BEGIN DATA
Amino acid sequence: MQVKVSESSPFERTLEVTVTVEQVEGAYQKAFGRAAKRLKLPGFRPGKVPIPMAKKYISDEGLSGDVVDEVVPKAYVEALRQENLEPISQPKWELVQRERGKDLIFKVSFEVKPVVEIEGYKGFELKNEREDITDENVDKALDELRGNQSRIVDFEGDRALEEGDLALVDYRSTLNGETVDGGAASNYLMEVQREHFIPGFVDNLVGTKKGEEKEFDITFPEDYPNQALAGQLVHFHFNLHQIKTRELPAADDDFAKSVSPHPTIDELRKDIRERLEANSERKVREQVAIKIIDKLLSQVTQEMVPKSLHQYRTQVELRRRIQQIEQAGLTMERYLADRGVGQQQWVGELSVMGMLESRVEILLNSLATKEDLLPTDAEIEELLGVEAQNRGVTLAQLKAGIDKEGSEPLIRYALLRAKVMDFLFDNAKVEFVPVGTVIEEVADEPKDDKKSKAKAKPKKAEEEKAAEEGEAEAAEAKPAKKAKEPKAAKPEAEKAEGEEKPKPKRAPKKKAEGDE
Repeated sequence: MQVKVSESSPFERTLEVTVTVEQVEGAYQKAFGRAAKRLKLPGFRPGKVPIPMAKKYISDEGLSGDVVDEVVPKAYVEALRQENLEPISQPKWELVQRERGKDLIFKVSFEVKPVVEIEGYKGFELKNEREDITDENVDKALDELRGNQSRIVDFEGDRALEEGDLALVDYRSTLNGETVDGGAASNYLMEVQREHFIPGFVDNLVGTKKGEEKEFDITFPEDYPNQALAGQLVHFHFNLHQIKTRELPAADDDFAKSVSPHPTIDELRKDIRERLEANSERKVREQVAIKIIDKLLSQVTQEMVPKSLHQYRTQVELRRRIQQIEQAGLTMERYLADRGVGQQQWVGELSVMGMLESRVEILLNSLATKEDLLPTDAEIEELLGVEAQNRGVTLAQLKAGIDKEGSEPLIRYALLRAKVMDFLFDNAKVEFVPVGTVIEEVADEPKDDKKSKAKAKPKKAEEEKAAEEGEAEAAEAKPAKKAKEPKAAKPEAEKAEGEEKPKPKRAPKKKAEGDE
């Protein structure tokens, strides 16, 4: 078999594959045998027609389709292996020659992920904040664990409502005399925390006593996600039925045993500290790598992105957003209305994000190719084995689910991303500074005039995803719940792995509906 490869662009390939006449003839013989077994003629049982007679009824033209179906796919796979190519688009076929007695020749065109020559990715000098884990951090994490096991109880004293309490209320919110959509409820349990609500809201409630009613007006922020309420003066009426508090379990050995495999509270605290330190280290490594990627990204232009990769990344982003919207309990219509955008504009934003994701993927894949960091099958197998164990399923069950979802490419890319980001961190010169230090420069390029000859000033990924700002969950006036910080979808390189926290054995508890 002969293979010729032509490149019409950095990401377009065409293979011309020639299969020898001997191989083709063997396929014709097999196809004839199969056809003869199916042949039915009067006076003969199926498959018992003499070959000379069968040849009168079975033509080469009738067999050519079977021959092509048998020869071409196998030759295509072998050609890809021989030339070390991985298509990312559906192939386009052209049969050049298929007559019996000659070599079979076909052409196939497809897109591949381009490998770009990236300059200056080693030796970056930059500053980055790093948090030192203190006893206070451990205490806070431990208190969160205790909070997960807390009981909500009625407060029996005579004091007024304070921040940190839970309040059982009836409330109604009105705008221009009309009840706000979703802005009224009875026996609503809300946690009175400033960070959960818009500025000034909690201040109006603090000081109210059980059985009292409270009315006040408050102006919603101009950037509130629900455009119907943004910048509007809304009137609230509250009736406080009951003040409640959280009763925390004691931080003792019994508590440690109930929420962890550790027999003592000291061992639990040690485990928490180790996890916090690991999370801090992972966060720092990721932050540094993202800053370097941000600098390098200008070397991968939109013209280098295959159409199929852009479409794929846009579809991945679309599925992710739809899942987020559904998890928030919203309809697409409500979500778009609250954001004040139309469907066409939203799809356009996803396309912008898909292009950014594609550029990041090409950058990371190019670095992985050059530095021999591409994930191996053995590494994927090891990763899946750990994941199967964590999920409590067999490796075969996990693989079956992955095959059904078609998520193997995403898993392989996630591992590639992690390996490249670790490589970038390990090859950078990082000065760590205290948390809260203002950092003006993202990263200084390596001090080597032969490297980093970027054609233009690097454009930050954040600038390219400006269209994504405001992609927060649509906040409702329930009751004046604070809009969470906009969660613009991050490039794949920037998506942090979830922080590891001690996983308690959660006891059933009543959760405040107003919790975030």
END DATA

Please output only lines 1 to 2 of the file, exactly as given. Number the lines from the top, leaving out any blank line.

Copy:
Amino acid sequence: MQVKVSESSPFERTLEVTVTVEQVEGAYQKAFGRAAKRLKLPGFRPGKVPIPMAKKYISDEGLSGDVVDEVVPKAYVEALRQENLEPISQPKWELVQRERGKDLIFKVSFEVKPVVEIEGYKGFELKNEREDITDENVDKALDELRGNQSRIVDFEGDRALEEGDLALVDYRSTLNGETVDGGAASNYLMEVQREHFIPGFVDNLVGTKKGEEKEFDITFPEDYPNQALAGQLVHFHFNLHQIKTRELPAADDDFAKSVSPHPTIDELRKDIRERLEANSERKVREQVAIKIIDKLLSQVTQEMVPKSLHQYRTQVELRRRIQQIEQAGLTMERYLADRGVGQQQWVGELSVMGMLESRVEILLNSLATKEDLLPTDAEIEELLGVEAQNRGVTLAQLKAGIDKEGSEPLIRYALLRAKVMDFLFDNAKVEFVPVGTVIEEVADEPKDDKKSKAKAKPKKAEEEKAAEEGEAEAAEAKPAKKAKEPKAAKPEAEKAEGEEKPKPKRAPKKKAEGDE
Repeated sequence: MQVKVSESSPFERTLEVTVTVEQVEGAYQKAFGRAAKRLKLPGFRPGKVPIPMAKKYISDEGLSGDVVDEVVPKAYVEALRQENLEPISQPKWELVQRERGKDLIFKVSFEVKPVVEIEGYKGFELKNEREDITDENVDKALDELRGNQSRIVDFEGDRALEEGDLALVDYRSTLNGETVDGGAASNYLMEVQREHFIPGFVDNLVGTKKGEEKEFDITFPEDYPNQALAGQLVHFHFNLHQIKTRELPAADDDFAKSVSPHPTIDELRKDIRERLEANSERKVREQVAIKIIDKLLSQVTQEMVPKSLHQYRTQVELRRRIQQIEQAGLTMERYLADRGVGQQQWVGELSVMGMLESRVEILLNSLATKEDLLPTDAEIEELLGVEAQNRGVTLAQLKAGIDKEGSEPLIRYALLRAKVMDFLFDNAKVEFVPVGTVIEEVADEPKDDKKSKAKAKPKKAEEEKAAEEGEAEAAEAKPAKKAKEPKAAKPEAEKAEGEEKPKPKRAPKKKAEGDE